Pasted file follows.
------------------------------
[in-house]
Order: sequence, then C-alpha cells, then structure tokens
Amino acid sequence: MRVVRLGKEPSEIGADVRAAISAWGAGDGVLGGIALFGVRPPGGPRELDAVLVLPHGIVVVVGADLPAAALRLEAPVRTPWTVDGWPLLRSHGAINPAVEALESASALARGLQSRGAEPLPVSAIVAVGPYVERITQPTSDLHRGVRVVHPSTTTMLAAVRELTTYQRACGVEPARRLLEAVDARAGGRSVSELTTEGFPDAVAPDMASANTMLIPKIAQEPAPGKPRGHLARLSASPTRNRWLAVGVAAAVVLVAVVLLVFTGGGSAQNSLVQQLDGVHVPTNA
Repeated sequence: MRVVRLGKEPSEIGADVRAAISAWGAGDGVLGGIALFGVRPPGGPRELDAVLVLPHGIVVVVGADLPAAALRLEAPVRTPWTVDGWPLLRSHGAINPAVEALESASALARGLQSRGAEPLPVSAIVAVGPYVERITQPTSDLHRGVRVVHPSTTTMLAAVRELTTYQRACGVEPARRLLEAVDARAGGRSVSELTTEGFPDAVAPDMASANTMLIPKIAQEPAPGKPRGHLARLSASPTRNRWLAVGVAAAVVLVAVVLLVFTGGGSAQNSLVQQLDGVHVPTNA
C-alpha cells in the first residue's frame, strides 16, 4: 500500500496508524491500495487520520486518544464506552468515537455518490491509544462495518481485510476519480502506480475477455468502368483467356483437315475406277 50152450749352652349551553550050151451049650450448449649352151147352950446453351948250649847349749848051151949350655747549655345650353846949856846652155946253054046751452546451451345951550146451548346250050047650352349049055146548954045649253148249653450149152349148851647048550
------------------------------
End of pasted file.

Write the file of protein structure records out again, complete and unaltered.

[in-house]
Order: sequence, then C-alpha cells, then structure tokens
Amino acid sequence: MRVVRLGKEPSEIGADVRAAISAWGAGDGVLGGIALFGVRPPGGPRELDAVLVLPHGIVVVVGADLPAAALRLEAPVRTPWTVDGWPLLRSHGAINPAVEALESASALARGLQSRGAEPLPVSAIVAVGPYVERITQPTSDLHRGVRVVHPSTTTMLAAVRELTTYQRACGVEPARRLLEAVDARAGGRSVSELTTEGFPDAVAPDMASANTMLIPKIAQEPAPGKPRGHLARLSASPTRNRWLAVGVAAAVVLVAVVLLVFTGGGSAQNSLVQQLDGVHVPTNA
Repeated sequence: MRVVRLGKEPSEIGADVRAAISAWGAGDGVLGGIALFGVRPPGGPRELDAVLVLPHGIVVVVGADLPAAALRLEAPVRTPWTVDGWPLLRSHGAINPAVEALESASALARGLQSRGAEPLPVSAIVAVGPYVERITQPTSDLHRGVRVVHPSTTTMLAAVRELTTYQRACGVEPARRLLEAVDARAGGRSVSELTTEGFPDAVAPDMASANTMLIPKIAQEPAPGKPRGHLARLSASPTRNRWLAVGVAAAVVLVAVVLLVFTGGGSAQNSLVQQLDGVHVPTNA
C-alpha cells in the first residue's frame, strides 16, 4: 500500500496508524491500495487520520486518544464506552468515537455518490491509544462495518481485510476519480502506480475477455468502368483467356483437315475406277 50152450749352652349551553550050151451049650450448449649352151147352950446453351948250649847349749848051151949350655747549655345650353846949856846652155946253054046751452546451451345951550146451548346250050047650352349049055146548954045649253148249653450149152349148851647048550